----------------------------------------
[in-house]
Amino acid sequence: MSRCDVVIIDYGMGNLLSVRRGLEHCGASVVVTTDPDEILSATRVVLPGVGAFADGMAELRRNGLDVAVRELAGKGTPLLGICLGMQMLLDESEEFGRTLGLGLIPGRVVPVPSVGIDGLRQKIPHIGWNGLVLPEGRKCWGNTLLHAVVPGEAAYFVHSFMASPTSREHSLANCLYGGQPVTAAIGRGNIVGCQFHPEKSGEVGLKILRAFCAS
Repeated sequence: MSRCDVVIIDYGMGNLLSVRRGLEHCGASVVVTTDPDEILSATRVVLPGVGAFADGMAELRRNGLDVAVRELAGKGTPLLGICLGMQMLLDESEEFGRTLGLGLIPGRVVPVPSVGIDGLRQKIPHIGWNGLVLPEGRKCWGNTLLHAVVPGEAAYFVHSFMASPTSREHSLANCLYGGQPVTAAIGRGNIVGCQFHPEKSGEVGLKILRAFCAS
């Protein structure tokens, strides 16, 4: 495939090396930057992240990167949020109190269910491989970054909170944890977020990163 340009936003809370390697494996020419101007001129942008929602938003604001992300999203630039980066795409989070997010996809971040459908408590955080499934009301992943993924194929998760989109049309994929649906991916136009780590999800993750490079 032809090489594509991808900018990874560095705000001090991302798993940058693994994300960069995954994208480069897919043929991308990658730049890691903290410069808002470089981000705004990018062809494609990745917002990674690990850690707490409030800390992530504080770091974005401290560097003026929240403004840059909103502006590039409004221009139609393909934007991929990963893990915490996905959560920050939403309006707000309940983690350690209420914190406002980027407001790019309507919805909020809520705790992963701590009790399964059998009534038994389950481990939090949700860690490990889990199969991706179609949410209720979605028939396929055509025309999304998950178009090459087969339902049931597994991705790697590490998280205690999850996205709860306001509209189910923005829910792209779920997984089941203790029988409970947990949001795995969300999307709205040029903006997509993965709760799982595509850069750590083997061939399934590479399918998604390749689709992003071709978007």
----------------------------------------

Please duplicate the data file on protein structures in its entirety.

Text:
[in-house]
Amino acid sequence: MSRCDVVIIDYGMGNLLSVRRGLEHCGASVVVTTDPDEILSATRVVLPGVGAFADGMAELRRNGLDVAVRELAGKGTPLLGICLGMQMLLDESEEFGRTLGLGLIPGRVVPVPSVGIDGLRQKIPHIGWNGLVLPEGRKCWGNTLLHAVVPGEAAYFVHSFMASPTSREHSLANCLYGGQPVTAAIGRGNIVGCQFHPEKSGEVGLKILRAFCAS
Repeated sequence: MSRCDVVIIDYGMGNLLSVRRGLEHCGASVVVTTDPDEILSATRVVLPGVGAFADGMAELRRNGLDVAVRELAGKGTPLLGICLGMQMLLDESEEFGRTLGLGLIPGRVVPVPSVGIDGLRQKIPHIGWNGLVLPEGRKCWGNTLLHAVVPGEAAYFVHSFMASPTSREHSLANCLYGGQPVTAAIGRGNIVGCQFHPEKSGEVGLKILRAFCAS
């Protein structure tokens, strides 16, 4: 495939090396930057992240990167949020109190269910491989970054909170944890977020990163 340009936003809370390697494996020419101007001129942008929602938003604001992300999203630039980066795409989070997010996809971040459908408590955080499934009301992943993924194929998760989109049309994929649906991916136009780590999800993750490079 032809090489594509991808900018990874560095705000001090991302798993940058693994994300960069995954994208480069897919043929991308990658730049890691903290410069808002470089981000705004990018062809494609990745917002990674690990850690707490409030800390992530504080770091974005401290560097003026929240403004840059909103502006590039409004221009139609393909934007991929990963893990915490996905959560920050939403309006707000309940983690350690209420914190406002980027407001790019309507919805909020809520705790992963701590009790399964059998009534038994389950481990939090949700860690490990889990199969991706179609949410209720979605028939396929055509025309999304998950178009090459087969339902049931597994991705790697590490998280205690999850996205709860306001509209189910923005829910792209779920997984089941203790029988409970947990949001795995969300999307709205040029903006997509993965709760799982595509850069750590083997061939399934590479399918998604390749689709992003071709978007």